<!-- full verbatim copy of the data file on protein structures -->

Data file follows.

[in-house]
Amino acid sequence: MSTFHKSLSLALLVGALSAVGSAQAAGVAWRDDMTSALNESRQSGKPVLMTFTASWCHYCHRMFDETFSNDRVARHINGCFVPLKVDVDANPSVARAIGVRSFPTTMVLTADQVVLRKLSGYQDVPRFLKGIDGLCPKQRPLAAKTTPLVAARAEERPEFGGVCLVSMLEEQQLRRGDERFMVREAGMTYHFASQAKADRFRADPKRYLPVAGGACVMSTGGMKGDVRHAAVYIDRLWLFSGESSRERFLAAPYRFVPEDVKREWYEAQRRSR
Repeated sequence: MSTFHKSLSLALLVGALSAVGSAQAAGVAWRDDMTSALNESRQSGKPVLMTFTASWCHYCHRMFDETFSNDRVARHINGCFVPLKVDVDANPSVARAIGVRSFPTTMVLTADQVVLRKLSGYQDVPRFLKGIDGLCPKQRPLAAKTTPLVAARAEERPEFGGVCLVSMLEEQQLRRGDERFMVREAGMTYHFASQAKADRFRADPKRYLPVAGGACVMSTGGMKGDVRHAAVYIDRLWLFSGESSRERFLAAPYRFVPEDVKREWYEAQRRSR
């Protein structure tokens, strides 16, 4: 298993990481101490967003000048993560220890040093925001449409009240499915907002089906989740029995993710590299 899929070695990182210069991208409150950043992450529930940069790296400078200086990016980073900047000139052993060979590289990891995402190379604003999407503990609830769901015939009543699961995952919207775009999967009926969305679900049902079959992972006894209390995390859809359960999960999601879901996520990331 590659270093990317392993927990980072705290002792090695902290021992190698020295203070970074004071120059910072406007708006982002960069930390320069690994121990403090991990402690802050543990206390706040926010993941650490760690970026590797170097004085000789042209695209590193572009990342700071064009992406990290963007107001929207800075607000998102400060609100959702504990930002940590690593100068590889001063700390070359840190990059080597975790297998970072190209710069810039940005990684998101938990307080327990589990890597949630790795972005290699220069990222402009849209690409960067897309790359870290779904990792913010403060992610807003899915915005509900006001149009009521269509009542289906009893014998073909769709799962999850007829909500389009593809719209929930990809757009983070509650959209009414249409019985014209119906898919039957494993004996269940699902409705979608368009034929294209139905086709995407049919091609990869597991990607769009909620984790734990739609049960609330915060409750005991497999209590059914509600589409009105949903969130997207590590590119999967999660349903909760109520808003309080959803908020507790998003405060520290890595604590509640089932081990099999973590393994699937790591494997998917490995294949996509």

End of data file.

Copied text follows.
[in-house]
Amino acid sequence: MSTFHKSLSLALLVGALSAVGSAQAAGVAWRDDMTSALNESRQSGKPVLMTFTASWCHYCHRMFDETFSNDRVARHINGCFVPLKVDVDANPSVARAIGVRSFPTTMVLTADQVVLRKLSGYQDVPRFLKGIDGLCPKQRPLAAKTTPLVAARAEERPEFGGVCLVSMLEEQQLRRGDERFMVREAGMTYHFASQAKADRFRADPKRYLPVAGGACVMSTGGMKGDVRHAAVYIDRLWLFSGESSRERFLAAPYRFVPEDVKREWYEAQRRSR
Repeated sequence: MSTFHKSLSLALLVGALSAVGSAQAAGVAWRDDMTSALNESRQSGKPVLMTFTASWCHYCHRMFDETFSNDRVARHINGCFVPLKVDVDANPSVARAIGVRSFPTTMVLTADQVVLRKLSGYQDVPRFLKGIDGLCPKQRPLAAKTTPLVAARAEERPEFGGVCLVSMLEEQQLRRGDERFMVREAGMTYHFASQAKADRFRADPKRYLPVAGGACVMSTGGMKGDVRHAAVYIDRLWLFSGESSRERFLAAPYRFVPEDVKREWYEAQRRSR
């Protein structure tokens, strides 16, 4: 298993990481101490967003000048993560220890040093925001449409009240499915907002089906989740029995993710590299 899929070695990182210069991208409150950043992450529930940069790296400078200086990016980073900047000139052993060979590289990891995402190379604003999407503990609830769901015939009543699961995952919207775009999967009926969305679900049902079959992972006894209390995390859809359960999960999601879901996520990331 590659270093990317392993927990980072705290002792090695902290021992190698020295203070970074004071120059910072406007708006982002960069930390320069690994121990403090991990402690802050543990206390706040926010993941650490760690970026590797170097004085000789042209695209590193572009990342700071064009992406990290963007107001929207800075607000998102400060609100959702504990930002940590690593100068590889001063700390070359840190990059080597975790297998970072190209710069810039940005990684998101938990307080327990589990890597949630790795972005290699220069990222402009849209690409960067897309790359870290779904990792913010403060992610807003899915915005509900006001149009009521269509009542289906009893014998073909769709799962999850007829909500389009593809719209929930990809757009983070509650959209009414249409019985014209119906898919039957494993004996269940699902409705979608368009034929294209139905086709995407049919091609990869597991990607769009909620984790734990739609049960609330915060409750005991497999209590059914509600589409009105949903969130997207590590590119999967999660349903909760109520808003309080959803908020507790998003405060520290890595604590509640089932081990099999973590393994699937790591494997998917490995294949996509």